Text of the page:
Males smell threatening

Sometimes the simplest, most obvious things are missed for a long time in research. A recent study looking at pain responses in mice and rats suggests that the sex of the researcher affects how strongly the animal feels the pain. The June issue of Nature Methods reports that researchers Dr. Sorge and colleagues found that if while the pain response was being measured, a male experimenter was simply sitting on a chair a half metre away, the mouse exhibited less pain. Mice showed a degree of analgesia, or decrease in the feeling of pain, that was not evident if the seated person was a female, or if no person was present. (The pain response was measured from video tapes of the animals by researchers who were blind to the sex of the person seated in the room.) In fact, simply putting into the room a t-shirt recently worn by a male was enough to produce the analgesic response.

We have long known that stress can induce an analgesic response in animals. Small electric shocks given to rodents can result in a reduced response in a subsequent pain test. It is thought that this stress-induced analgesic response is a defense mechanism to help the animal in emergency situations. For those engaged in a life-and-death fight or flight from a predator, it would be advantageous not to be distracted by painful stimulation. Or picture an out-of-control car heading towards you: you need to get out of the way, not stop to remove a painful splinter.

This stress-induced analgesic response also involves an increase in the stress hormone, corticosterone, as well as other biological signs indicative of stress. Mice exposed to the presence of human males show an increase in all these biological measures of stress. In behavioural tests of stress that examine how willing animals are to explore an unfamiliar environment considered threatening, such as the centre of an open field (a one-metre square box), animals exposed to males (or male t-shirts) are more anxious or fearful in an open field than those not exposed to males or their clothing. The researchers found that the smell of a male induced a stress response in rodents that lasted for about 30 minutes and led to the reduced sensitivity to pain.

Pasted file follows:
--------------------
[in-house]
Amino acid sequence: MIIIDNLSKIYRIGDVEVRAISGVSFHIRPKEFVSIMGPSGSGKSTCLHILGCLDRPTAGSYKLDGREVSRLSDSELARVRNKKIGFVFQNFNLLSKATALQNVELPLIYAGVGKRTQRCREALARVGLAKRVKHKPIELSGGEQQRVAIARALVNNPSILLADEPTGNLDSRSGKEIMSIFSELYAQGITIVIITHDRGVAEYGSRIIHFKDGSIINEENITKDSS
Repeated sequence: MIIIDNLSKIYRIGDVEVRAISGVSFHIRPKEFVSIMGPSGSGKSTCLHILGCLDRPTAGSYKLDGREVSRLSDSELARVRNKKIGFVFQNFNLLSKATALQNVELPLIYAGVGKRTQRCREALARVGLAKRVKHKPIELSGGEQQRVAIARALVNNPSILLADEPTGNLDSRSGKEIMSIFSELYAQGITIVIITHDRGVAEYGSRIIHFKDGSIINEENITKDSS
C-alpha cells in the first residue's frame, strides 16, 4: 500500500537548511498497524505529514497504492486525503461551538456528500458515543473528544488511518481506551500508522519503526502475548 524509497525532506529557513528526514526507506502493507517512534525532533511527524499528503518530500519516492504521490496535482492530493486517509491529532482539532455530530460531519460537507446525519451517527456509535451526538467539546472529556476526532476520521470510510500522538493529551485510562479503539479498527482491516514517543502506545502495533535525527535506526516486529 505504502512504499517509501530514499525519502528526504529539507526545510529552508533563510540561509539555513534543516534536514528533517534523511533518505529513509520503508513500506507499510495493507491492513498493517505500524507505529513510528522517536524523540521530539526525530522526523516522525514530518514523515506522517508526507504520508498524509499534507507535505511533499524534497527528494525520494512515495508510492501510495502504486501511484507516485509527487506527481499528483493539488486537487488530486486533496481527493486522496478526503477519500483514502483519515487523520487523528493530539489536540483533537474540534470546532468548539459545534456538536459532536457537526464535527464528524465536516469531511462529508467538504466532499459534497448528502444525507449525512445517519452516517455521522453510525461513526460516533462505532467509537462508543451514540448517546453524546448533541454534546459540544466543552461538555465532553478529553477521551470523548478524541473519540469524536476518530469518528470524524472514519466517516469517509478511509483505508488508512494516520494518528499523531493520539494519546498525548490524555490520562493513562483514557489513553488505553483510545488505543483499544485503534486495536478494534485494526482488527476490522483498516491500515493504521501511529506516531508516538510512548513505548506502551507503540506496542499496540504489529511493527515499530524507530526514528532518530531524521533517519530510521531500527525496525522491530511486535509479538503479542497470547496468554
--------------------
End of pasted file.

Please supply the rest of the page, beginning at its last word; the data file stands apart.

In this same study, the rodents’ analgesic response could be induced not only by smells coming from male humans but also by scents from a wide range of male animals. Whether they were predators of mice (cats and dogs) or non-predators (guinea pigs), males could induce the analgesic response, suggesting it was something that was common across all males. Male animals that had been neutered did not induce the effect, suggesting that male hormones were important in producing the signals. Specifically, males of every species responsible for the effect secrete molecules called pheromones. A small amount of these smells put on a gauze pad was enough to produce the reduced pain sensitivity.

In the research I’m involved in, we have never really paid attention to the sex of the experimenter and generally do not record it in our methodology sections; until now we considered it irrelevant. Now we may need to add a couple of new columns to our observation sheets: sex of person handling animals and sex of person collecting the data.

Perhaps something similar occurs when we read Scripture. Who we are may have a profound effect on what we see in God’s Word. If we are male and financially comfortable, we may see the Bible differently from a single mother who is struggling to survive. Because we see Scripture as a living document infused by the Spirit, this richness should not surprise us. But it should make us cautious about arguing that our understanding is the only true understanding of God’s Word. What the Spirit shows us in the Word may be a function of what we are able to hear.

We should be open to comparing how different Christians read the Bible. If we do this in a way that respects our differences, we may come to a more complete understanding of God’s love and how he wants us to live. What appear to be opposing findings from, or understandings of, God’s Word may be more reflective of our differences rather than right and wrong ways of knowing God.


  • Rudy Eikelboom

    Rudy Eikelboom is a Professor of Psychology, at Wilfrid Laurier University, who has emerged from the dark side of the University after being department chair for 9 years and now teaches behavioural statistics to graduate and undergraduate psychology students. His retirement looms and he is looking forward to doing more writing on the implications of modern science for our Christian faith. Currently, he serves as a pastoral elder at the Waterloo Christian Reformed Church.

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